14.50 lb Pale Malt (2 Row) US (2.0 SRM) Grain 50.26 %
7.25 lb Marris Otter (3.0 SRM) Grain 25.13 %
1.75 lb CaraHell (11.0 SRM) Grain 6.07 %
1.75 lb Caramel/Crystal Malt - 20L (20.0 SRM) Grain 6.07 %
1.50 lb Toasted Wheat Malt (11.0 SRM) Grain 5.20 %
0.60 lb Cara-Pils/Dextrine (2.0 SRM) Grain 2.08 %
1.50 lb Corn Sugar (Dextrose) (0.0 SRM) Sugar 5.20 %

56.70 gm Columbus (Tomahawk) [17.70 %] (90 min) Hops 56.1 IBU
16.20 gm Centennial [9.20 %] (45 min) Hops 7.1 IBU
16.20 gm Citra [12.40 %] (45 min) Hops 9.6 IBU
16.20 gm Citra [12.40 %] (30 min) Hops 8.1 IBU
16.20 gm Centennial [9.20 %] (30 min) Hops 6.0 IBU
56.70 gm Simcoe [13.00 %] (1 min) Hops 1.7 IBU
16.20 gm Centennial [9.20 %] (1 min) Hops 0.3 IBU
8.10 gm Columbus (Tomahawk) [17.70 %] (1 min) Hops 0.3 IBU
56.70 gm Simcoe [13.00 %] (Dry Hop 10 days) Hops -
56.70 gm Centennial [10.00 %] (Dry Hop 10 days) Hops -
56.70 gm Citra [12.40 %] (Dry Hop 10 days) Hops -
56.70 gm Columbus (Tomahawk) [14.00 %] (Dry Hop 10 days) Hops -

WLP001


I noticed that the numbers in plato didn't exactly convert to specific gravity. . . I calculate OG of 1.070 and FG of 10.13 for 7.45 ABV. 68 to 14 is only 7.06 ABV

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Old 10-16-2012, 12:40 PM   #19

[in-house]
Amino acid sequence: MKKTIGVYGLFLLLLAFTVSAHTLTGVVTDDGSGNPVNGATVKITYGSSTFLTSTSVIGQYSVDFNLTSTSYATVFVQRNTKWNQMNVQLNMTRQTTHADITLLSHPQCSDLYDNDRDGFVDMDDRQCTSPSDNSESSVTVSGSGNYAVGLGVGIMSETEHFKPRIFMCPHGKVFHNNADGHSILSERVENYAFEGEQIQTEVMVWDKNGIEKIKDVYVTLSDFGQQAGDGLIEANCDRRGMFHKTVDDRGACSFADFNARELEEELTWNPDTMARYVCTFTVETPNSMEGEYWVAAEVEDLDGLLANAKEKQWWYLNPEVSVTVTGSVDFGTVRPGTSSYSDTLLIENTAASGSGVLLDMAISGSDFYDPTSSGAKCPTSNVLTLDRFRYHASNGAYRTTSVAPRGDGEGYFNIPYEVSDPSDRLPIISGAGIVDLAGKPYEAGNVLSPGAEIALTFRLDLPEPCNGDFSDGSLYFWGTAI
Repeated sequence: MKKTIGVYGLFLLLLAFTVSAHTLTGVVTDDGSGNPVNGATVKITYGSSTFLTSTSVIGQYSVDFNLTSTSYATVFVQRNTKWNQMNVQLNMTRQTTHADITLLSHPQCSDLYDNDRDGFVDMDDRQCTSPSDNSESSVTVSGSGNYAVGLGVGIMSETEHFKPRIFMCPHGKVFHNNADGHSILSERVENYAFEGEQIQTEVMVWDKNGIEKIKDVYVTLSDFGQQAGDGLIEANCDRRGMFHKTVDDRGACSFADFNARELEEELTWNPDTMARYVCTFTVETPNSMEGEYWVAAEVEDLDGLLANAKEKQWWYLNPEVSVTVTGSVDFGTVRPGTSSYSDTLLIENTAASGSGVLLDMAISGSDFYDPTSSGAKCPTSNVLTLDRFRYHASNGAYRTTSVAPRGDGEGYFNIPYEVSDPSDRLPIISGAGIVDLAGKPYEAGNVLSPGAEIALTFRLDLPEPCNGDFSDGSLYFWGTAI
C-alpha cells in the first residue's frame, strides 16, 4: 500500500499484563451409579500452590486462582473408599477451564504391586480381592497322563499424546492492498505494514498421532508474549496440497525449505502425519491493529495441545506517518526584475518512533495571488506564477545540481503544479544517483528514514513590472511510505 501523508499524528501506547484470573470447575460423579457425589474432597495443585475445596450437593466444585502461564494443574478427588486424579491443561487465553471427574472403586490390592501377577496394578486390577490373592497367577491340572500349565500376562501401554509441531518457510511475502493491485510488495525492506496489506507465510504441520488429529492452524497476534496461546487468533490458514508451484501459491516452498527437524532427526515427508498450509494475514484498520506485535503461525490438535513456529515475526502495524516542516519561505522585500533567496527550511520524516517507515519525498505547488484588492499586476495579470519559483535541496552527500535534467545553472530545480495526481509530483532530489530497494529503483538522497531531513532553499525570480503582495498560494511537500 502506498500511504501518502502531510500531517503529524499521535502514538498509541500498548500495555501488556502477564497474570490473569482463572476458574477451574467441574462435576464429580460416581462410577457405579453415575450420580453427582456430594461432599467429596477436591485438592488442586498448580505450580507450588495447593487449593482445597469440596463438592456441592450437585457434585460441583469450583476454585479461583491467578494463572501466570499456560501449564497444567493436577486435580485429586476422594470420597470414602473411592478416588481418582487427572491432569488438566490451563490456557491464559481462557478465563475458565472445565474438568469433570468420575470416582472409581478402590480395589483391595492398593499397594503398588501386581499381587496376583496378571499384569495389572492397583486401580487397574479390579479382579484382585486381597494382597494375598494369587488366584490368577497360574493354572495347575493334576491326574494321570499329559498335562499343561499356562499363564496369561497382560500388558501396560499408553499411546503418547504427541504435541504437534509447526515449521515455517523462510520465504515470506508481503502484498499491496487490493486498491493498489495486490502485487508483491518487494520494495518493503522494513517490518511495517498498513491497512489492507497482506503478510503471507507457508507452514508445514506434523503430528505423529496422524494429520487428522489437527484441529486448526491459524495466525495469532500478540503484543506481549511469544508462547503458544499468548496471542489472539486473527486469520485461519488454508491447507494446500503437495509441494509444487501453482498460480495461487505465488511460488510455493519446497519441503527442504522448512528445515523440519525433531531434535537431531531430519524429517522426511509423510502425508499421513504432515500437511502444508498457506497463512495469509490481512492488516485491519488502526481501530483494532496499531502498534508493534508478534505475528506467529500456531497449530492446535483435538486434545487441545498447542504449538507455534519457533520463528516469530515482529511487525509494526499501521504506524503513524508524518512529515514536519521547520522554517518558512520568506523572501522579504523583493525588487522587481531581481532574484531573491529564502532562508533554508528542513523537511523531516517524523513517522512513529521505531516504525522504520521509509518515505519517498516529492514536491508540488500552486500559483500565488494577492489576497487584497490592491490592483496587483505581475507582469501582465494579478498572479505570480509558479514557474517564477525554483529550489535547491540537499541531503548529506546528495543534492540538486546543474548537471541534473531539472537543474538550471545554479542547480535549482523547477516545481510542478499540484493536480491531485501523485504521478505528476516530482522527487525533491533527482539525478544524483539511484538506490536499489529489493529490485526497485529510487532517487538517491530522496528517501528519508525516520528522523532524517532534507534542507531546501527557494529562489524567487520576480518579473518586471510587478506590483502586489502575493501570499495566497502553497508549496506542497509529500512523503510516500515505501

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I noticed the gravity was off as well, so I took a little Head Hunter & let the carbonation die out for 24 hrs. Then I took a hydrometer reading & came up with a 1.012 FG which would make the OG 1.069. That's what I'm basing my recipe on.

Also, Matt apparently uses two different types of Columbus/CTZ hops. He's got a much higher alpha Columbus for bittering & a lower version for flame out/dry hopping. Plus, the menu at the brewery still lists Cascade as a hop in this beer, but it's completely removed from this recipe.

The last thing I'll say is that I was talking to him on Saturday & he said this recipe will get you close, but there are some trade secrets he left out in Mitch's book. What those are will be the fun part of trying to replicate this beer. I know he uses a good amount of Gypsum to Burtonize his water, but you'd need to know your own water profile before messing with that.

I've got all my ingredients, but I'm probably going to wait until November to brew this so I can keg it once one of my kegs kicks.